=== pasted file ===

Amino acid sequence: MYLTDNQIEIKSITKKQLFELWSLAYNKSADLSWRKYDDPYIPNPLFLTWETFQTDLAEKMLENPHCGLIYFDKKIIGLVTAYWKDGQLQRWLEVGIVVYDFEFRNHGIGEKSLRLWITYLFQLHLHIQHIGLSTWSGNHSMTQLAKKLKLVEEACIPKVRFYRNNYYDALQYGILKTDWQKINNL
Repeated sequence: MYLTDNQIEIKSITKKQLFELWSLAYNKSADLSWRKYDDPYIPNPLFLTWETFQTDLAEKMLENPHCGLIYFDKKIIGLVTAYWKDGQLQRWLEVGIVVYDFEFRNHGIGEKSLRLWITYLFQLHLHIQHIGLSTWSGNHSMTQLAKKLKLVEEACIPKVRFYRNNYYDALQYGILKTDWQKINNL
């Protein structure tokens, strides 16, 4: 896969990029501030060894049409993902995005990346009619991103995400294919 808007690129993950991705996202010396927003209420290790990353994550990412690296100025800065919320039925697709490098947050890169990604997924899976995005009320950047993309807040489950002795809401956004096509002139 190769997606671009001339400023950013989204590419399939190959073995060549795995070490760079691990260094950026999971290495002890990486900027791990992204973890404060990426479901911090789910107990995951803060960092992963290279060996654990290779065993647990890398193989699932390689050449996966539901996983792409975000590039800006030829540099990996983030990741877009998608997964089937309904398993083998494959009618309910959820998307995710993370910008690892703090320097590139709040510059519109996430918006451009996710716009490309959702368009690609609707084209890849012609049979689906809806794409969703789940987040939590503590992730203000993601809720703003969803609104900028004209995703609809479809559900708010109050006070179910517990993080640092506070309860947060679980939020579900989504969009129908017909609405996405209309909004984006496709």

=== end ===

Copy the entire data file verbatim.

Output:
Amino acid sequence: MYLTDNQIEIKSITKKQLFELWSLAYNKSADLSWRKYDDPYIPNPLFLTWETFQTDLAEKMLENPHCGLIYFDKKIIGLVTAYWKDGQLQRWLEVGIVVYDFEFRNHGIGEKSLRLWITYLFQLHLHIQHIGLSTWSGNHSMTQLAKKLKLVEEACIPKVRFYRNNYYDALQYGILKTDWQKINNL
Repeated sequence: MYLTDNQIEIKSITKKQLFELWSLAYNKSADLSWRKYDDPYIPNPLFLTWETFQTDLAEKMLENPHCGLIYFDKKIIGLVTAYWKDGQLQRWLEVGIVVYDFEFRNHGIGEKSLRLWITYLFQLHLHIQHIGLSTWSGNHSMTQLAKKLKLVEEACIPKVRFYRNNYYDALQYGILKTDWQKINNL
């Protein structure tokens, strides 16, 4: 896969990029501030060894049409993902995005990346009619991103995400294919 808007690129993950991705996202010396927003209420290790990353994550990412690296100025800065919320039925697709490098947050890169990604997924899976995005009320950047993309807040489950002795809401956004096509002139 190769997606671009001339400023950013989204590419399939190959073995060549795995070490760079691990260094950026999971290495002890990486900027791990992204973890404060990426479901911090789910107990995951803060960092992963290279060996654990290779065993647990890398193989699932390689050449996966539901996983792409975000590039800006030829540099990996983030990741877009998608997964089937309904398993083998494959009618309910959820998307995710993370910008690892703090320097590139709040510059519109996430918006451009996710716009490309959702368009690609609707084209890849012609049979689906809806794409969703789940987040939590503590992730203000993601809720703003969803609104900028004209995703609809479809559900708010109050006070179910517990993080640092506070309860947060679980939020579900989504969009129908017909609405996405209309909004984006496709």